The Xian H-6 is a license-built version of the Soviet Tupolev Tu-16 twin-engine jet bomber that first flew in 1959. At least around 180 were built and China is estimated to currently operate around 120. Among the many variants, the H-6A is the nuclear bomber, H-6B the reconnaissance variant, H-6C conventional bomber, H-6E nuclear bomber with improved countermeasures and the H-6D anti-ship missile carrier. The H-6G acts as a director for ground-launched cruise missiles. The H-6H and H-6M carry land-attack cruise missiles and the H-6N can undertake aerial refuelling. The latest, H-6K, entered service in 2009. It has a glass cockpit and claimed combat radius of 3,500 kilometres. The six under-wing hard-points can carry YJ-12 ALCMs cruise missiles or the nuclear missiles. China also reportedly tested a roughly 20 ft long, 10-tonne bomb analogous of the American “Mother of all Bombs” carried by an H-6K.
India operated three squadrons of vintage American heavy bomber B-24 liberators till 1968, which were left behind by the British. The English Electric Canberra variants were inducted in 1957, and were the backbone of the Indian Air Force (IAF) for bombing raids and photo-reconnaissance for several decades. The fleet was retired in May 2007 after rendering 50 years of service. For some reason, the IAF never chose to replace its bomber fleet and preferred to induct fighter-bombers instead.
BOMBER STRENGTHS AND VULNERABILITIES
As bombers are large aircraft, they have large radar cross-section (RCS) and as such, are vulnerable to both airborne and ground based air defence (AD) weapons. They are also expensive to acquire and maintain. They have to be operated from airbases located in depth, but they are endowed with longer range capability. Of course they can carry electronic warfare equipment to support deep penetration missions. A bomber can carry large armaments including cruise missiles and as such is a great weapon platform. Presence of bombers can also exert psychological pressure on the enemy, but shooting down of even a single bomber would seriously dent morale of the side affected. Three or four modern fighter aircraft could do the job of a bomber and perhaps more efficiently.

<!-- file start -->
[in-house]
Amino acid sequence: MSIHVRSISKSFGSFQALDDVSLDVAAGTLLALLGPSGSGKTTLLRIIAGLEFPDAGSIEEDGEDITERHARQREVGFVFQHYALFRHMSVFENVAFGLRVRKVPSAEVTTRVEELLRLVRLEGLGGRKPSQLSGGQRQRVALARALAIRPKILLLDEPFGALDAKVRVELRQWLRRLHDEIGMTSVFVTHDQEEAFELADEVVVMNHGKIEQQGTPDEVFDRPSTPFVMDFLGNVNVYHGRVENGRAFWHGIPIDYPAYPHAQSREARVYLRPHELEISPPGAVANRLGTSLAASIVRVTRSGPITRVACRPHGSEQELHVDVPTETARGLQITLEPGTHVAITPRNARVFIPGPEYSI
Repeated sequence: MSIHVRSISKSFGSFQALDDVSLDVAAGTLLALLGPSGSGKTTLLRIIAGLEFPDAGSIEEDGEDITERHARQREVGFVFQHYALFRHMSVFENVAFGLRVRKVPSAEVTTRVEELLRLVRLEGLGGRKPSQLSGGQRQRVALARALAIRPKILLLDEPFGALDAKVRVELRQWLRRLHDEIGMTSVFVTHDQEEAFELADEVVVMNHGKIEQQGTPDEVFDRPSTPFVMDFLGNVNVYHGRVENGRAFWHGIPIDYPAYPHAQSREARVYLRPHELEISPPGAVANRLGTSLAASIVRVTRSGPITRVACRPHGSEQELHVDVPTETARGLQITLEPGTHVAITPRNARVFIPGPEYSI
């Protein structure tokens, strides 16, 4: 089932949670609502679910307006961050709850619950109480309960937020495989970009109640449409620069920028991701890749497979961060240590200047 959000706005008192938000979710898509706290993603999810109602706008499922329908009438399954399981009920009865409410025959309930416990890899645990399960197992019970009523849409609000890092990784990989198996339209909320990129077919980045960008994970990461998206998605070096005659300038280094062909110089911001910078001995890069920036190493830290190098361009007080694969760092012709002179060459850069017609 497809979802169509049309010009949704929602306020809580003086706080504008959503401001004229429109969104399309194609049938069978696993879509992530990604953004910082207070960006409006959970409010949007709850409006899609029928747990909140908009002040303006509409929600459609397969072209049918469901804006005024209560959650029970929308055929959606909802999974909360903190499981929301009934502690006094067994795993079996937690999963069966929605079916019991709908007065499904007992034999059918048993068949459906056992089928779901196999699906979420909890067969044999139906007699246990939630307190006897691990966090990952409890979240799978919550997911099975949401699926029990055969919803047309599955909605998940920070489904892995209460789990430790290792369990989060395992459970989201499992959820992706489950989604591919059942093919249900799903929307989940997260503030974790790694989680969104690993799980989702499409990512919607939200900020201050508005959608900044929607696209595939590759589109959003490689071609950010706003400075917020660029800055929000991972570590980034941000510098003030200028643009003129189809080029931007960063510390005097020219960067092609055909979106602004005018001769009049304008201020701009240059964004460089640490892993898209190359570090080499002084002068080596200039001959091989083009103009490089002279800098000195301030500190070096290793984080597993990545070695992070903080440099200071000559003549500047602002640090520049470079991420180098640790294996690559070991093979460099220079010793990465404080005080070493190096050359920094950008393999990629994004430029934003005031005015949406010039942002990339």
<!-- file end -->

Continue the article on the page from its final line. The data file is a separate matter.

DOES INDIA NEED A BOMBER?
The IAF was deliberately not used in offensive role in 1962 war with China reportedly because PLAAF had the Il-28 bombers that could attack Indian cities such as Kolkata and Guwahati. This had a psychological impact on the leadership of that time. Against Pakistan, India has used even the An-12 in bombing role and one squadron of the An-32 also has been assigned the bombing role. Does this indicate that the IAF misses a bomber?
A significant part of China is out of range of Indian fighter bombers. Aerial refuelling is not possible in enemy territory. Chinese bombers can reach much deeper inside India. The three major powers continue to develop future bombers. China will have a stealth bomber in near future. Larger bombers have greater real-estate onboard and will have greater power resource for both electronic warfare and to deploy directed energy weapons. A bomber can help India take the war deeper into enemy territory. Can India’s fighter-bombers, surface-to-surface missiles and cruise missiles stand-in for bombers, remains a moot question. If it was so true then the major powers need not develop bombers. Also, both India and China are large countries, therefore it may be of interest for India to have a bomber of its own. The bombers will carry a large complement of cruise missiles, both for land attack and anti-shipping roles. They will be a great asset for dominance of the Indian Ocean Region. One can expect India and China to maintain adversarial relations for some time to come. China will continue to use surplus resources to befriend India’s neighbours. A strategic bomber would be significant deterrent.
OPTIONS FOR INDIA
If India has to become a significant power in the long run, it must develop bombers. Bomber as a platform can combine more roles. The future is in Directed Energy Weapons (DEW). A bomber class aircraft will have greater potential. A bomber could also become a platform for launching small satellites. Currently the IAF is down to 32 fighter squadrons. With current defence budgets, it could take nearly two decades and heavy investments restore the strength of the combat aircraft fleet to the authorised level of 42 squadrons. India would also need funds for the fifth-generation fighters. Modern bombers are costly to acquire and maintain, yet major powers see the investment as important. As the American bombers are likely to be very expensive, India could join hands with Japan or some other country to develop bombers indigenously. India will have to consider acquiring some strategic bombing assets, at least 20 of them in the long run.